A search under Dermaroller and microneedling reveals not “hundreds of “official” clinical trials and articles but rather 10 articles, percutaneous collagen induction 8 articles, needle dermabrasion 3 articles, so not hundreds of articles. Many of these articles are descriptive methods papers that really to not present objective results and do certainly do not qualify as a clinical trial.  Perhaps the strongest of these papers is the 2008 paper: Aust MC, Fernandes D, Kaplan HM, and Vogt PM. Percutaneous collagen induction therapy: An alternative treatment for scars, wrinkles, and skin laxity. Plast Reconstr Surg. 121: 1421, 2008. However, this study is not a clinical trial. The University of Michigan defines a clinical trial as “a prospective, biomedical or behavioral research study of human subjects that is designed to answer specific questions about biomedical or behavioral interventions (drugs, biologics, treatments, devices, or new ways of using known drugs, biologics, treatments, or devices).” The paper by Aust and co-workers was a retrospective study, not a prospective study and therefore not a clinical trial. They looked at the effect of treating 480 patients with a Medical Roll-CIT, a microneedle skin rolling device. Unfortunately, these authors had financial conflicts of interest. Dr. Des Fernandes worked for the company whose products were used in the study and owned stock in the company that made the skin roller. Dr Aust was a paid consultant for the company that made products used in the study. Dr. Kaplan was also a paid advisor to the United States company that distributed the skin products used in the study. There were a number of other confounding factors in the study design that affect the strength of this study. Even the before and after pictures in this paper demonstrated profound lighting differences between the before and after images. Due to these biases, it is not reasonable to conclude that this treatment is even beneficial, let alone able to improve the skin 60-80% as claimed by the authors. Obviously, if you are in the business of providing these services or selling the equipment, you want to embrace these results.  In fact, there are no published clinical trials on the effectiveness of the Dermaroller.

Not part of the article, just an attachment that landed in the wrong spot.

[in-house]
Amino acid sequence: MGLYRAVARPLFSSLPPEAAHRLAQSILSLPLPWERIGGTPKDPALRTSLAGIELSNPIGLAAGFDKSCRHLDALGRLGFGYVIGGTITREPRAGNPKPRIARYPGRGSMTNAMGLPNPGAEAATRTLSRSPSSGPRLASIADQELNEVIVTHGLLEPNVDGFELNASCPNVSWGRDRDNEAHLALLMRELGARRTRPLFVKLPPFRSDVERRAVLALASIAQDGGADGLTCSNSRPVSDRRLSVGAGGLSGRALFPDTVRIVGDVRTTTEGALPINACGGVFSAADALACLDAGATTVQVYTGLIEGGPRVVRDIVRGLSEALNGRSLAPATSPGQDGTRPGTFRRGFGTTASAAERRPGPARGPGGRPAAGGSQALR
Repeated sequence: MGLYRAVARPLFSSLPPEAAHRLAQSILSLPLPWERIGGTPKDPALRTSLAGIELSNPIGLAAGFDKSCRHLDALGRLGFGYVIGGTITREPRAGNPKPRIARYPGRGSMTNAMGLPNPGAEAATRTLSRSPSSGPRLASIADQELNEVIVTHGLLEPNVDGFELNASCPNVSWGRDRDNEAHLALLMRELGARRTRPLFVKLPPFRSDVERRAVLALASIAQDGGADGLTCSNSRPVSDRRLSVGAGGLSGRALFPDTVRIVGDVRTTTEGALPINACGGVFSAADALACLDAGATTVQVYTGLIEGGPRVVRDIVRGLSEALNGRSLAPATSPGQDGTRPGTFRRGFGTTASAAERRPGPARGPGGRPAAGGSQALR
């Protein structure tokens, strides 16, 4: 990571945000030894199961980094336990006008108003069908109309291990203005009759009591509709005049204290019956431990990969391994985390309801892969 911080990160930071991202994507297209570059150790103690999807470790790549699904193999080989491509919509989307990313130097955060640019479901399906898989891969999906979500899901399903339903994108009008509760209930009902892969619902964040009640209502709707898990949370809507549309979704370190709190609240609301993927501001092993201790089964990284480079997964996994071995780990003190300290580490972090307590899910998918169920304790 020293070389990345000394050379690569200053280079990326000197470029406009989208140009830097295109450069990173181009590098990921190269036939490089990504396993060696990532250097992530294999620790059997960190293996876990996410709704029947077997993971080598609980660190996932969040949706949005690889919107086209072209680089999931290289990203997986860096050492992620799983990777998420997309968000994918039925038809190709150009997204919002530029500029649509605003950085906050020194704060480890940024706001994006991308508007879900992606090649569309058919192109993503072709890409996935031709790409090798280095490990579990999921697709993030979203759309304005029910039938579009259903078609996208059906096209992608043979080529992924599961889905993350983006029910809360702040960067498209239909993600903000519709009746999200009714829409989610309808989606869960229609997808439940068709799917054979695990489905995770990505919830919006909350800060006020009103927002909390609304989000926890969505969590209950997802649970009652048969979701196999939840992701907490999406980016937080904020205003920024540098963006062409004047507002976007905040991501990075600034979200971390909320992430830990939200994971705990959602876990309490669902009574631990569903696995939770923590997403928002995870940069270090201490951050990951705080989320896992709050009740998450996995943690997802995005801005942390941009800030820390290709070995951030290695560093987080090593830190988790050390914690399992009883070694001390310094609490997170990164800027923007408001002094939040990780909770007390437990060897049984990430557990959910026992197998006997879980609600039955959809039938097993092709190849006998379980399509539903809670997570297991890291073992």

Not all medical journals are considered to be equally reliable. For example, The Journal of Cosmetic Surgery, that you mention, is not listed as part of the Index Medicus for this reason.

I take you at your word that you are in fact an “informed consumer.” Unfortunately without the knowledge of how to interpret these papers, it is easy to be mislead that a service is something more than it really is. This manipulation of the public is unfortunately all too common. The monetary value of these services makes the financial incentives to present data in the most positive light very strong. It is very difficult for the public to understand the limitations of the medical literature, even an “informed consumer.” On the other hand, it has become all too common for the public to be manipulated via the Internet. This takes place even in pro-consumer forums such as Realself. For example, I do not know who you are or even if your are an “informed consumer.” Rather you may be someone who provides this procedure and is not anxious to see someone raise questions about the true value of this service. I make no money from my position. I suspect that we can’t assume that you don’t since you have taken such care to mask your identity.

Dr. Kenneth Steinsapir
Article by
Beverly Hills Oculoplastic Surgeon